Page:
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They say no one ever remembers how you leave cricket, that the memory of you at your peak is what's everlasting. Is that true?
March 2, 2012
Anyone curious about whether Albertslund Under-13s or Chang-Aalborg Under-13s won the 1992 season final in Copenhagen can look it up on page 1168 of the following year's Wisden. In those same yellow-backed pages is not a peep, let alone a score, telling us of Sachin Tendulkar's fourth encounter with the soon-to-be-magic-wristed Shane Warne on a Sunday afternoon in Benalla. That game is gone.
Benalla is a town of 9000, proud of its roses. Cricket on a local ground is different. No cinema-sized replay screen - that's everything, it means each ball has a once-only importance, so people watch with crinkled and concentrating eyes, and the players can feel their eyes, especially since the watchers are invariably leaning close-by on the fence or boundary rail. All of this, and plenty else - sightscreens that are too short, a whispering gale unimpeded by grandstands, the full-strength drink being sold out of redeployed kebab vans - has a democratising effect. Top players' sheepish shots look more sheepish. Their good shots no longer seem so unlike ours.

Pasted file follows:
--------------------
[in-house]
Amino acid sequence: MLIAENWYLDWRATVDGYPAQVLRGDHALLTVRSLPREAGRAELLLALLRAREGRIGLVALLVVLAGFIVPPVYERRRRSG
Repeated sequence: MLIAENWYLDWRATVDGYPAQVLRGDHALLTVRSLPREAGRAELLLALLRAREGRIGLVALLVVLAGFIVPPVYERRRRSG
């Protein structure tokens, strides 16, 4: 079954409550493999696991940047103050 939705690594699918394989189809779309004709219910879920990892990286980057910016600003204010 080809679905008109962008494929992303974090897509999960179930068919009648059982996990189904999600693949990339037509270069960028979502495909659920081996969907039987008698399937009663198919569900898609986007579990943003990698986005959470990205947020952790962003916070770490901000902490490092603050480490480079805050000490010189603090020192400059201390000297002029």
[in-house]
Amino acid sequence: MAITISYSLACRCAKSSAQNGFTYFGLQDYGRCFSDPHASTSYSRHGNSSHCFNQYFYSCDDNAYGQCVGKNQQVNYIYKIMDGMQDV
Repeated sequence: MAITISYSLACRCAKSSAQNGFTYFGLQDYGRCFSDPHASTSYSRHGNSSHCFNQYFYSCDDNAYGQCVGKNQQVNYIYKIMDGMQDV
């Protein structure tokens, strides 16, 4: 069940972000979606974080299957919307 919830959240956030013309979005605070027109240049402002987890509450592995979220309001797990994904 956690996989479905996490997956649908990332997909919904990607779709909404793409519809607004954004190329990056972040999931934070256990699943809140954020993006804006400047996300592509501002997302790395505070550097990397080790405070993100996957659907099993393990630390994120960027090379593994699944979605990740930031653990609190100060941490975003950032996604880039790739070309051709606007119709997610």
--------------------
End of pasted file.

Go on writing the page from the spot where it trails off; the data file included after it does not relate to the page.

"If you have ever," the local boast goes, "been privileged enough to play on the Gardens Oval in Benalla, count yourself lucky as it is truly one of the great grounds of our time." In 1884 Arthur Shrewsbury batted here and made 6. Frank Woolley hit 37 in 1921, Wally Hammond 53 in 1937, Viv Richards 11 in 1984. Through the mists, just once, an Indian team visited for a World Cup warm-up against Victoria. Tendulkar was teenaged and Warne 22, both puffy-cheeked still. No newspaper, country-based or city, sent a reporter along. What's known is scant - that Tendulkar batted third-drop and made 59, that Warne's ten overs went for 37, that Tendulkar was stumped off Warne's bowling, that Warne getting Tendulkar out had never happened before… enough, in other words, that we know to file it in the pantheon of cricket's lesser-watched gripping afternoons. We know as well that a boundary-leaner or two, peering at Tendulkar's feet and hands, would have murmured: "I could do that."